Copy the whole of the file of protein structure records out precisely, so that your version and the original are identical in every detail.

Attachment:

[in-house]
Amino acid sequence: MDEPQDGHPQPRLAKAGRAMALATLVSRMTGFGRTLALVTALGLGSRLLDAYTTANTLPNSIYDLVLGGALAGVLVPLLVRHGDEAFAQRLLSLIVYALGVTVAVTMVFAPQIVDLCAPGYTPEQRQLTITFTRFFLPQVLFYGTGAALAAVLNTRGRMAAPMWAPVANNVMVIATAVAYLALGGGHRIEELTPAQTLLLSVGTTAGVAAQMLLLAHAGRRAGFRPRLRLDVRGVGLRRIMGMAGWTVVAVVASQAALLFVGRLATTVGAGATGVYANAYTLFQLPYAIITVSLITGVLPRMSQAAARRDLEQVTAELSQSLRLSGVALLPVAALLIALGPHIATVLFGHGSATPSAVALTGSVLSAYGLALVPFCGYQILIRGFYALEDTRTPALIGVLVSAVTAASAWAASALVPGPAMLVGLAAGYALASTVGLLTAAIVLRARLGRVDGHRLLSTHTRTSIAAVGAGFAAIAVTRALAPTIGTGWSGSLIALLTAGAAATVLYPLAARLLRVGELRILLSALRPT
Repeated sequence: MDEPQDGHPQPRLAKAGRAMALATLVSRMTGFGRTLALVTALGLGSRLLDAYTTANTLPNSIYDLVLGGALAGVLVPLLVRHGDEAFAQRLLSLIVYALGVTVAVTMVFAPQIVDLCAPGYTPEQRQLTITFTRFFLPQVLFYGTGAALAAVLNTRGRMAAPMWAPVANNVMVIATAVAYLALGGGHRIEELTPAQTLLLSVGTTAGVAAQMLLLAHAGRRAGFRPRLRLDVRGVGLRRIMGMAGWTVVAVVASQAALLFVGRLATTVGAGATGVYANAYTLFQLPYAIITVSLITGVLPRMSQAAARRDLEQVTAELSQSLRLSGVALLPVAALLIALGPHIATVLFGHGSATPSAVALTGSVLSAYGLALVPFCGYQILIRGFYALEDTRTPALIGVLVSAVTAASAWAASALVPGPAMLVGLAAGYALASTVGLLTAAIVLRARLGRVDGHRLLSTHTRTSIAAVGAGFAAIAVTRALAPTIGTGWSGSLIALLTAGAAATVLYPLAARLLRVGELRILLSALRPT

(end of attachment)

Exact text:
[in-house]
Amino acid sequence: MDEPQDGHPQPRLAKAGRAMALATLVSRMTGFGRTLALVTALGLGSRLLDAYTTANTLPNSIYDLVLGGALAGVLVPLLVRHGDEAFAQRLLSLIVYALGVTVAVTMVFAPQIVDLCAPGYTPEQRQLTITFTRFFLPQVLFYGTGAALAAVLNTRGRMAAPMWAPVANNVMVIATAVAYLALGGGHRIEELTPAQTLLLSVGTTAGVAAQMLLLAHAGRRAGFRPRLRLDVRGVGLRRIMGMAGWTVVAVVASQAALLFVGRLATTVGAGATGVYANAYTLFQLPYAIITVSLITGVLPRMSQAAARRDLEQVTAELSQSLRLSGVALLPVAALLIALGPHIATVLFGHGSATPSAVALTGSVLSAYGLALVPFCGYQILIRGFYALEDTRTPALIGVLVSAVTAASAWAASALVPGPAMLVGLAAGYALASTVGLLTAAIVLRARLGRVDGHRLLSTHTRTSIAAVGAGFAAIAVTRALAPTIGTGWSGSLIALLTAGAAATVLYPLAARLLRVGELRILLSALRPT
Repeated sequence: MDEPQDGHPQPRLAKAGRAMALATLVSRMTGFGRTLALVTALGLGSRLLDAYTTANTLPNSIYDLVLGGALAGVLVPLLVRHGDEAFAQRLLSLIVYALGVTVAVTMVFAPQIVDLCAPGYTPEQRQLTITFTRFFLPQVLFYGTGAALAAVLNTRGRMAAPMWAPVANNVMVIATAVAYLALGGGHRIEELTPAQTLLLSVGTTAGVAAQMLLLAHAGRRAGFRPRLRLDVRGVGLRRIMGMAGWTVVAVVASQAALLFVGRLATTVGAGATGVYANAYTLFQLPYAIITVSLITGVLPRMSQAAARRDLEQVTAELSQSLRLSGVALLPVAALLIALGPHIATVLFGHGSATPSAVALTGSVLSAYGLALVPFCGYQILIRGFYALEDTRTPALIGVLVSAVTAASAWAASALVPGPAMLVGLAAGYALASTVGLLTAAIVLRARLGRVDGHRLLSTHTRTSIAAVGAGFAAIAVTRALAPTIGTGWSGSLIALLTAGAAATVLYPLAARLLRVGELRILLSALRPT